New park rules pulled; review begins
Amid controversy, including challenge of gun ban, county looks for legal conflicts. Lancaster New Era
Published: Feb 25, 2008

Ongoing concerns over the rights of gun owners and now other users of county parks have prompted the county commissioners to yank proposed park regulations.

All park restrictions, new and old, will come under a full review to make sure they don't conflict with existing laws.

A couple of proposed regulations — addressing wading and horse manure — and a gun ban that has been on the books since the 1970s have suddenly transformed park usage into a controversy.

"I think this will be off the agenda for a while and we will have to go back through each and every restriction and make sure there is no conflicting language," Commissioner Scott Martin said this morning.

"We want to do it right. We're going to take our time and present it back to the public," Martin said.

Besides gun-rights issues, other possible conflicts have arisen, such as whether seeing-eye dogs are permitted in certain park facilities.

There are six county parks and two rail-trails scattered throughout the county.

Concerns were raised recently that the gun ban that's been in place for decades violates a state law that permits carrying of firearms by licensed permit holders.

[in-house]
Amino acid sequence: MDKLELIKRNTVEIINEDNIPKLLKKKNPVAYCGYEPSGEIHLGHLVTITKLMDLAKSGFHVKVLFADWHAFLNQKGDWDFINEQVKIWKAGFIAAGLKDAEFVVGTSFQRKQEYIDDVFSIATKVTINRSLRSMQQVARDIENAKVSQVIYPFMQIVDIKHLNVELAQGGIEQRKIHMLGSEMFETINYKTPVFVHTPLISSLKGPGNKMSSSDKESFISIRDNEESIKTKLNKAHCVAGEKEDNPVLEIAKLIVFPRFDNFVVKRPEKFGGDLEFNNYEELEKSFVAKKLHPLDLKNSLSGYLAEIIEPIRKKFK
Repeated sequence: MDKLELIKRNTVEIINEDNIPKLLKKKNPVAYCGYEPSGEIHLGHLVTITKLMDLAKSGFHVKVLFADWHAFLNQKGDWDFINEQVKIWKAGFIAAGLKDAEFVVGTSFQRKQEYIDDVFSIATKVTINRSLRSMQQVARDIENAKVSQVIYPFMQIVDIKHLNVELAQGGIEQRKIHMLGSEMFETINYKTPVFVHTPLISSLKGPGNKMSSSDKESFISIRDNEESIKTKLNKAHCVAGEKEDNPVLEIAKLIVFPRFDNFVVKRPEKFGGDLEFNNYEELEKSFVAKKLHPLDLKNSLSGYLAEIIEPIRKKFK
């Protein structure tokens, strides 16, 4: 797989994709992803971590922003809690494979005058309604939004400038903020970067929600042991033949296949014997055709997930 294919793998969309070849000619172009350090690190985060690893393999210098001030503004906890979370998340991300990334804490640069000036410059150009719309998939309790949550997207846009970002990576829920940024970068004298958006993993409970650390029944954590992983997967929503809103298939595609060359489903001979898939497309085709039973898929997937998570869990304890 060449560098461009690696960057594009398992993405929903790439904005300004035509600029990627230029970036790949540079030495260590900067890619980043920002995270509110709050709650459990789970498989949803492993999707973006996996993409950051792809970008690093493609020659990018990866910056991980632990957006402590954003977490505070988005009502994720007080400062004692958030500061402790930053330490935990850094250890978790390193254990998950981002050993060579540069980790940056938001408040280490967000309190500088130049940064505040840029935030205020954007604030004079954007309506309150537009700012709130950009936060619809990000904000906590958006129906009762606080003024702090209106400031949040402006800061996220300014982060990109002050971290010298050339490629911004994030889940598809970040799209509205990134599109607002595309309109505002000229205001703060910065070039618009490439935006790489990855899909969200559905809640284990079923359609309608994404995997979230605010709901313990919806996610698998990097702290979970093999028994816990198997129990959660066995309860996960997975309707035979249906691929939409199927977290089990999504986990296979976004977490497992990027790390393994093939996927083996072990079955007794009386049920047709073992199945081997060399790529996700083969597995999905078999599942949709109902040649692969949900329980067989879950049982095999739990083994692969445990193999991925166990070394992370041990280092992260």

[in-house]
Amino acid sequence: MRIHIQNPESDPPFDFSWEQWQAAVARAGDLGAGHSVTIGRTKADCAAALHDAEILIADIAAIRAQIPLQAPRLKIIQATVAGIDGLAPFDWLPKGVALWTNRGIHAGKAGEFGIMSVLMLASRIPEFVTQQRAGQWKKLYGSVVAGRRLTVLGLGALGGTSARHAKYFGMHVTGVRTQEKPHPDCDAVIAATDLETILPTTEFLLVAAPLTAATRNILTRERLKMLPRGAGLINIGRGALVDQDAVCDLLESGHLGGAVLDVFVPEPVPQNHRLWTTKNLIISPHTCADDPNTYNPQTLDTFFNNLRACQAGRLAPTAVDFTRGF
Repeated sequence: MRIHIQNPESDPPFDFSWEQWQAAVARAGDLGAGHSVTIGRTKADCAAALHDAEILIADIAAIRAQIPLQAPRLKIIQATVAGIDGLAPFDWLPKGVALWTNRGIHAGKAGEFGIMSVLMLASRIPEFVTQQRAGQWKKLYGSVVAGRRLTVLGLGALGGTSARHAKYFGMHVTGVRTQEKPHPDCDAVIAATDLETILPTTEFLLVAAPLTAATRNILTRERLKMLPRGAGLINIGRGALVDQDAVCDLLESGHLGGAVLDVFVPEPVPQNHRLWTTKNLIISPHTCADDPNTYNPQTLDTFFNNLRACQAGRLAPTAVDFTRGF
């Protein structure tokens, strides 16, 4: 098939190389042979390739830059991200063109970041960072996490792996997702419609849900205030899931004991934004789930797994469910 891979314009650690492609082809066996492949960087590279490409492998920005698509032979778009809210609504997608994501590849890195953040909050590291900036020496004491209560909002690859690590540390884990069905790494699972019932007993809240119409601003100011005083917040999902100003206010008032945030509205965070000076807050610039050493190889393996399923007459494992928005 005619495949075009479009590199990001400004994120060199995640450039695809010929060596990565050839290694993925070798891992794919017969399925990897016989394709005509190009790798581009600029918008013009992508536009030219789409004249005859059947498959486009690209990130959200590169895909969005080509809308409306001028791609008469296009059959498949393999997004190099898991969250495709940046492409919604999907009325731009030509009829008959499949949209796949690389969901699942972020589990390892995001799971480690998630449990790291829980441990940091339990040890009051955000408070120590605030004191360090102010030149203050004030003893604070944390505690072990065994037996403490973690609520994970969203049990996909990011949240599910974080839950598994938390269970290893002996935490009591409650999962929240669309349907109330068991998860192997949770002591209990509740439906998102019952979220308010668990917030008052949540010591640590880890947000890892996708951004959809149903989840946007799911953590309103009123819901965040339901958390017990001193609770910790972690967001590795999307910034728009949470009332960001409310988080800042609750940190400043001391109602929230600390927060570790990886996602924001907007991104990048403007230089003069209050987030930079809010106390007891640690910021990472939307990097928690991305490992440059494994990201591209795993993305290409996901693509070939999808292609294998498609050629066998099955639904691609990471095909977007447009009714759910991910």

The commissioners on Friday said they would make sure there is an exemption for such gun carriers.

However, commissioners were flooded over the weekend with new warnings that allowances also need to be made for people who can legally "open carry" handguns through the park.

In most states, including Pennsylvania, anyone at least 18 years old who has not been a criminal can wear a loaded handgun in public without a permit, provided it's in plain view. You only need a permit if you plan to conceal the weapon.

There are some exceptions — schools, courthouses, private businesses that specifically post against open carry, for example. The Legislature has allowed Philadelphia to require a license for open carry.

A petition on the Web site, created by Lancaster County native Michael Stollenwerk, urged the commissioners to "strip all firearms-related language from the proposed park regulations.

"Any gun carry/possession-related regulation you enact is void on its face and will only lead to litigation or worse, unlawful police conduct against citizens."

Stollenwerk said this morning that the Pennsylvania Uniform Firearms Act "ties the commissioners' hands. They're not the Legislature."

Commissioners acknowledged this morning that some park users will not be thrilled at the knowledge that fellow hikers could be carrying guns.

"We have to obey the law," Commissioners Chairman Dennis Stuckey said this morning. Stuckey is a member of the National Rifle Association.

"Anybody who has a legitimate right to carry — our expectations are they will keep the safety of others in mind and will act responsibly."

Martin, who has a license to carry a concealed weapon, says he suspects people with a license to carry have been doing so in county parks for years.

He noted the commissioners were poised to vote on a handful of new park regulations until concerns were raised about the old gun-ban restrictions.

He said the recent debate over proposed park-use changes, with subsequent alterations made after public input, shows "the glory of democracy."

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